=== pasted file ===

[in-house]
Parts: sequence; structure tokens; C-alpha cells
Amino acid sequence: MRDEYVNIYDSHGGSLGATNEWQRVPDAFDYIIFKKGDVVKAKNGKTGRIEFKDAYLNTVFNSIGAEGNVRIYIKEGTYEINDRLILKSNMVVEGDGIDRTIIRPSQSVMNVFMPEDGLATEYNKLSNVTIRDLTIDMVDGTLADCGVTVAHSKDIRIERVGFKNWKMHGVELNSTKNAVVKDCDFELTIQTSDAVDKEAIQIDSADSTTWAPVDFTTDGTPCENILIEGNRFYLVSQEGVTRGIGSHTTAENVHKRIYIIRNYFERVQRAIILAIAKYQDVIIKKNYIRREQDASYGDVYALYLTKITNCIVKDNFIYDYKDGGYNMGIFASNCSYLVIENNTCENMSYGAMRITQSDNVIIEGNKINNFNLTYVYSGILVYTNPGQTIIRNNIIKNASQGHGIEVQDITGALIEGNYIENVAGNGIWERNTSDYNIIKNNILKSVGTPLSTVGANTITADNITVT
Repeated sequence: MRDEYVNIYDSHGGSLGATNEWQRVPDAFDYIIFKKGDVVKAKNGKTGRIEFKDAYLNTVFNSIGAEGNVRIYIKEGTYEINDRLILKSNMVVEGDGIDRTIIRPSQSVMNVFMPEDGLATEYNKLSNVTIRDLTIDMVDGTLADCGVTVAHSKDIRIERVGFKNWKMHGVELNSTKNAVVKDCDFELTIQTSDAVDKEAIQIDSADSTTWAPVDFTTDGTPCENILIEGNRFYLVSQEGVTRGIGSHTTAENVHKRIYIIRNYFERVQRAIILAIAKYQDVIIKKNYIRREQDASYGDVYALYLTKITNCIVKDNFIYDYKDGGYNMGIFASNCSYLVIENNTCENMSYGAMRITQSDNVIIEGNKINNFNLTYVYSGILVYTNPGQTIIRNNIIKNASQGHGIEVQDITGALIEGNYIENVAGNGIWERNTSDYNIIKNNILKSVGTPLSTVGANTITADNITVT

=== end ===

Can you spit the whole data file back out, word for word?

[in-house]
Parts: sequence; structure tokens; C-alpha cells
Amino acid sequence: MRDEYVNIYDSHGGSLGATNEWQRVPDAFDYIIFKKGDVVKAKNGKTGRIEFKDAYLNTVFNSIGAEGNVRIYIKEGTYEINDRLILKSNMVVEGDGIDRTIIRPSQSVMNVFMPEDGLATEYNKLSNVTIRDLTIDMVDGTLADCGVTVAHSKDIRIERVGFKNWKMHGVELNSTKNAVVKDCDFELTIQTSDAVDKEAIQIDSADSTTWAPVDFTTDGTPCENILIEGNRFYLVSQEGVTRGIGSHTTAENVHKRIYIIRNYFERVQRAIILAIAKYQDVIIKKNYIRREQDASYGDVYALYLTKITNCIVKDNFIYDYKDGGYNMGIFASNCSYLVIENNTCENMSYGAMRITQSDNVIIEGNKINNFNLTYVYSGILVYTNPGQTIIRNNIIKNASQGHGIEVQDITGALIEGNYIENVAGNGIWERNTSDYNIIKNNILKSVGTPLSTVGANTITADNITVT
Repeated sequence: MRDEYVNIYDSHGGSLGATNEWQRVPDAFDYIIFKKGDVVKAKNGKTGRIEFKDAYLNTVFNSIGAEGNVRIYIKEGTYEINDRLILKSNMVVEGDGIDRTIIRPSQSVMNVFMPEDGLATEYNKLSNVTIRDLTIDMVDGTLADCGVTVAHSKDIRIERVGFKNWKMHGVELNSTKNAVVKDCDFELTIQTSDAVDKEAIQIDSADSTTWAPVDFTTDGTPCENILIEGNRFYLVSQEGVTRGIGSHTTAENVHKRIYIIRNYFERVQRAIILAIAKYQDVIIKKNYIRREQDASYGDVYALYLTKITNCIVKDNFIYDYKDGGYNMGIFASNCSYLVIENNTCENMSYGAMRITQSDNVIIEGNKINNFNLTYVYSGILVYTNPGQTIIRNNIIKNASQGHGIEVQDITGALIEGNYIENVAGNGIWERNTSDYNIIKNNILKSVGTPLSTVGANTITADNITVT